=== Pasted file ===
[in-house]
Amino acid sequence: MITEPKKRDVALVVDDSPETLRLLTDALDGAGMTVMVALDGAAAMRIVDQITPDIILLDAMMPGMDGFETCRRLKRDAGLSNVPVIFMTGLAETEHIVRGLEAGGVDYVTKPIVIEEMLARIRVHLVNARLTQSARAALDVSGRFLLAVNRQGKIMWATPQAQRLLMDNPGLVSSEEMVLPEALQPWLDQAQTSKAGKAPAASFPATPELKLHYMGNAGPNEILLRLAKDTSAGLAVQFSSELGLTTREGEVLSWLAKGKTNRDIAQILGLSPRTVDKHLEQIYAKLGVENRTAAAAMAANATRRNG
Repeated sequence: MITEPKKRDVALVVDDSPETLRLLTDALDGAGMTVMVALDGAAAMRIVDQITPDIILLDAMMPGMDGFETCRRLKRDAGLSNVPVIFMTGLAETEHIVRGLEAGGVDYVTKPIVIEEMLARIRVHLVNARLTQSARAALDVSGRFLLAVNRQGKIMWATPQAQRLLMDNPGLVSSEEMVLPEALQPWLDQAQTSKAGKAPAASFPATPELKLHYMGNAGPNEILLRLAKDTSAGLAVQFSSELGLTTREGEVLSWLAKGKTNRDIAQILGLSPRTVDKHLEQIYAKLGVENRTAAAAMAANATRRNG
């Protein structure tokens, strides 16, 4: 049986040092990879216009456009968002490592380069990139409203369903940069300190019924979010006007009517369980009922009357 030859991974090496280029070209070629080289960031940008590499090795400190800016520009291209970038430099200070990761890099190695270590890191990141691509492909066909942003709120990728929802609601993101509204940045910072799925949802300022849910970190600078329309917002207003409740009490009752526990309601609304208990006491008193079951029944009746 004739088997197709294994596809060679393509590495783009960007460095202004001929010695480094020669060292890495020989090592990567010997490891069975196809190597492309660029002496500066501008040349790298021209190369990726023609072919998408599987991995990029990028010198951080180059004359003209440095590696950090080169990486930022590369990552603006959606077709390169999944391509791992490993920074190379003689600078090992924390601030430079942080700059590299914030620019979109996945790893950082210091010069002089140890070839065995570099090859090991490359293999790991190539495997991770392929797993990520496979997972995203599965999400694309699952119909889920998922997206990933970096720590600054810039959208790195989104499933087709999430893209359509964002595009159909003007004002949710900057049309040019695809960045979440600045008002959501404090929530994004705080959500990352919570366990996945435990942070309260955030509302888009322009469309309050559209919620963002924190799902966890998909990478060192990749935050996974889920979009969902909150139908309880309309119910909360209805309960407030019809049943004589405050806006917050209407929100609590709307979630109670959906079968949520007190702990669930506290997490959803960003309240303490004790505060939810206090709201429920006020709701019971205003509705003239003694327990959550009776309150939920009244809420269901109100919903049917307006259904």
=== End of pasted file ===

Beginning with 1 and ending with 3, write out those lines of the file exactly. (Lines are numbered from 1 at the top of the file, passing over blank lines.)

[in-house]
Amino acid sequence: MITEPKKRDVALVVDDSPETLRLLTDALDGAGMTVMVALDGAAAMRIVDQITPDIILLDAMMPGMDGFETCRRLKRDAGLSNVPVIFMTGLAETEHIVRGLEAGGVDYVTKPIVIEEMLARIRVHLVNARLTQSARAALDVSGRFLLAVNRQGKIMWATPQAQRLLMDNPGLVSSEEMVLPEALQPWLDQAQTSKAGKAPAASFPATPELKLHYMGNAGPNEILLRLAKDTSAGLAVQFSSELGLTTREGEVLSWLAKGKTNRDIAQILGLSPRTVDKHLEQIYAKLGVENRTAAAAMAANATRRNG
Repeated sequence: MITEPKKRDVALVVDDSPETLRLLTDALDGAGMTVMVALDGAAAMRIVDQITPDIILLDAMMPGMDGFETCRRLKRDAGLSNVPVIFMTGLAETEHIVRGLEAGGVDYVTKPIVIEEMLARIRVHLVNARLTQSARAALDVSGRFLLAVNRQGKIMWATPQAQRLLMDNPGLVSSEEMVLPEALQPWLDQAQTSKAGKAPAASFPATPELKLHYMGNAGPNEILLRLAKDTSAGLAVQFSSELGLTTREGEVLSWLAKGKTNRDIAQILGLSPRTVDKHLEQIYAKLGVENRTAAAAMAANATRRNG